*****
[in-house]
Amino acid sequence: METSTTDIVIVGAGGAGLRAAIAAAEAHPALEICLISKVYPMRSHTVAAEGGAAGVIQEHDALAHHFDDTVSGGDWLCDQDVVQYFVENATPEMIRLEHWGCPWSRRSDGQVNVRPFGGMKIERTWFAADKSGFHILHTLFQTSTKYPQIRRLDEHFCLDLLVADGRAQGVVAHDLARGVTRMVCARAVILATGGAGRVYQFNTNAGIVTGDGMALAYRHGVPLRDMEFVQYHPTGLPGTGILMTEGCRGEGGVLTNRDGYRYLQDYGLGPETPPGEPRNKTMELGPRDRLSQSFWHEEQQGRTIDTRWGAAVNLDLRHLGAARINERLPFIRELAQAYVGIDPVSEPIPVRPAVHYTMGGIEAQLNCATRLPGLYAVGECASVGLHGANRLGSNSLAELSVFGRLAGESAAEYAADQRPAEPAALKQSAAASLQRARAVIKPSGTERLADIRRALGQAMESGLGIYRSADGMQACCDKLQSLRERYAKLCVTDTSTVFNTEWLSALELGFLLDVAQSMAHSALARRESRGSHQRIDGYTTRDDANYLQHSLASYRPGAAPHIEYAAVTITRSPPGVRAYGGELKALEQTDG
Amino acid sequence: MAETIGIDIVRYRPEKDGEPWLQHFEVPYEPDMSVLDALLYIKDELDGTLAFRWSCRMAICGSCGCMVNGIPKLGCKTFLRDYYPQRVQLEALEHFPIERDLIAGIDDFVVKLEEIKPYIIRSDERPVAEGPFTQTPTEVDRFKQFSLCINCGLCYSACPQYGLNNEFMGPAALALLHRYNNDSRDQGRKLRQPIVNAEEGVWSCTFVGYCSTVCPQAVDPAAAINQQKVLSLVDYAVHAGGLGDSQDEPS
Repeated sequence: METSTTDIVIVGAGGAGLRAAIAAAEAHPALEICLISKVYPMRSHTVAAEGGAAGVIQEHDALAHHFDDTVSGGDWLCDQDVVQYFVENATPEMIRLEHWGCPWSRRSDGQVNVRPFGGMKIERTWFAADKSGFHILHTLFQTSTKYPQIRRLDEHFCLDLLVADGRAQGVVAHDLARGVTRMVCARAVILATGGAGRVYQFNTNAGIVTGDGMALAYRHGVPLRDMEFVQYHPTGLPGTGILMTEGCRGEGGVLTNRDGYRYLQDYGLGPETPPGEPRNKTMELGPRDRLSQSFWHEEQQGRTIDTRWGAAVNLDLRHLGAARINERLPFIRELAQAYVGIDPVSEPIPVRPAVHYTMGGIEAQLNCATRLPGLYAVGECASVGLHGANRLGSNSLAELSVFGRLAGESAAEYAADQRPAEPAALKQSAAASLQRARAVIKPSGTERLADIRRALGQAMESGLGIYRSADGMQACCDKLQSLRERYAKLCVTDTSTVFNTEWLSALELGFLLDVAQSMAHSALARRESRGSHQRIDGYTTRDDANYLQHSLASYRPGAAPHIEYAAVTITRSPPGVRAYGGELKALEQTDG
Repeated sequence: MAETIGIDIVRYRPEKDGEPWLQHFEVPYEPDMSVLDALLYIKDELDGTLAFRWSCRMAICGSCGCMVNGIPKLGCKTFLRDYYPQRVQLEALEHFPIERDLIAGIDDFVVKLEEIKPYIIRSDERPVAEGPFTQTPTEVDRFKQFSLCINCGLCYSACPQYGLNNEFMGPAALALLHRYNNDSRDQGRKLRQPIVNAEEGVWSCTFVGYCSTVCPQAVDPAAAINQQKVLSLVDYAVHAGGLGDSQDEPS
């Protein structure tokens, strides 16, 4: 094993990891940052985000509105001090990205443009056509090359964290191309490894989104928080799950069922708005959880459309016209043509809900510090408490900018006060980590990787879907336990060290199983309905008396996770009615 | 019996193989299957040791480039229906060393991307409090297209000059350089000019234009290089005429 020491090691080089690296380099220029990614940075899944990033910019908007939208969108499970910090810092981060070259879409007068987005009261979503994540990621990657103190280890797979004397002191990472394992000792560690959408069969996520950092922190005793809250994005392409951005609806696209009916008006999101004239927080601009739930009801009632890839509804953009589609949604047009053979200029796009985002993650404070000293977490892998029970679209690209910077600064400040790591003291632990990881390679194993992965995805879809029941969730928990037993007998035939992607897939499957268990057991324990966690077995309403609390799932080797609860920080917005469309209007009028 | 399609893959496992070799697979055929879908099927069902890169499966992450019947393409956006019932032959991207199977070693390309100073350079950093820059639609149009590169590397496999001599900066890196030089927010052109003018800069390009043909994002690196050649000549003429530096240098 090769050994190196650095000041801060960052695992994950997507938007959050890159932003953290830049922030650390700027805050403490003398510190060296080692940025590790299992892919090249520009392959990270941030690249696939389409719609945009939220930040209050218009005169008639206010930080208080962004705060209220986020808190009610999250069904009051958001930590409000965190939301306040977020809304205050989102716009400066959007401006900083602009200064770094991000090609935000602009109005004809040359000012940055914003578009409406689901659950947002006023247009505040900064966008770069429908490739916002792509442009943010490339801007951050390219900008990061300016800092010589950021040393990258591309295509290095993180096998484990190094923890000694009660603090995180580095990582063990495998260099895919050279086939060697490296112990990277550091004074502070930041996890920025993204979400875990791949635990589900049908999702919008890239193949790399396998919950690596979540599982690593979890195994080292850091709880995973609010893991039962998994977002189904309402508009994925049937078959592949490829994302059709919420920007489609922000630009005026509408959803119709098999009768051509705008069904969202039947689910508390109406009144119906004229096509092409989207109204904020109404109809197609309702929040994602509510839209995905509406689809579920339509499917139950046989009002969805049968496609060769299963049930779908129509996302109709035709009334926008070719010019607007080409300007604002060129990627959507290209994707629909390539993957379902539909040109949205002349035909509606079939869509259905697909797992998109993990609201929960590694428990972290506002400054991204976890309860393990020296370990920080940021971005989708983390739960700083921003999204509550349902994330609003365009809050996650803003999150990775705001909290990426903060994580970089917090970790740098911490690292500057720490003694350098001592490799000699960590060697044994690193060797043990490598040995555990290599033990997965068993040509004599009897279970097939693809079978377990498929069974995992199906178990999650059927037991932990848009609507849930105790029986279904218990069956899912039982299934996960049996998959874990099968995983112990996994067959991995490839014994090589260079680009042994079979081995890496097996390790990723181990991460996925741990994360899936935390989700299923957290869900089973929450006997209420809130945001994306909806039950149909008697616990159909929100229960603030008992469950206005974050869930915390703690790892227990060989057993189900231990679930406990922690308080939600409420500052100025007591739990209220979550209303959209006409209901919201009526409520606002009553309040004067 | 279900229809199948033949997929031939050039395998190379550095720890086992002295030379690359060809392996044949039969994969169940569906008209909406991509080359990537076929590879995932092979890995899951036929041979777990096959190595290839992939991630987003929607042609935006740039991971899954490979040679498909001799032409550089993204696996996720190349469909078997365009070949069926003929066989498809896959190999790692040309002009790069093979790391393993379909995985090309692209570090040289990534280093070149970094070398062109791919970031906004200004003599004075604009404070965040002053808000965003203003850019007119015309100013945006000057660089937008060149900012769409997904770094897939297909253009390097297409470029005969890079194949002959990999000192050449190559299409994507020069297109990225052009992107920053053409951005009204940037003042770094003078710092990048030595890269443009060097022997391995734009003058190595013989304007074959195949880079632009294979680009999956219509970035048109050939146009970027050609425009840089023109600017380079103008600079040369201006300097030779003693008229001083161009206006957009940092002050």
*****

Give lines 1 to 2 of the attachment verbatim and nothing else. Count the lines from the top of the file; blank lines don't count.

[in-house]
Amino acid sequence: METSTTDIVIVGAGGAGLRAAIAAAEAHPALEICLISKVYPMRSHTVAAEGGAAGVIQEHDALAHHFDDTVSGGDWLCDQDVVQYFVENATPEMIRLEHWGCPWSRRSDGQVNVRPFGGMKIERTWFAADKSGFHILHTLFQTSTKYPQIRRLDEHFCLDLLVADGRAQGVVAHDLARGVTRMVCARAVILATGGAGRVYQFNTNAGIVTGDGMALAYRHGVPLRDMEFVQYHPTGLPGTGILMTEGCRGEGGVLTNRDGYRYLQDYGLGPETPPGEPRNKTMELGPRDRLSQSFWHEEQQGRTIDTRWGAAVNLDLRHLGAARINERLPFIRELAQAYVGIDPVSEPIPVRPAVHYTMGGIEAQLNCATRLPGLYAVGECASVGLHGANRLGSNSLAELSVFGRLAGESAAEYAADQRPAEPAALKQSAAASLQRARAVIKPSGTERLADIRRALGQAMESGLGIYRSADGMQACCDKLQSLRERYAKLCVTDTSTVFNTEWLSALELGFLLDVAQSMAHSALARRESRGSHQRIDGYTTRDDANYLQHSLASYRPGAAPHIEYAAVTITRSPPGVRAYGGELKALEQTDG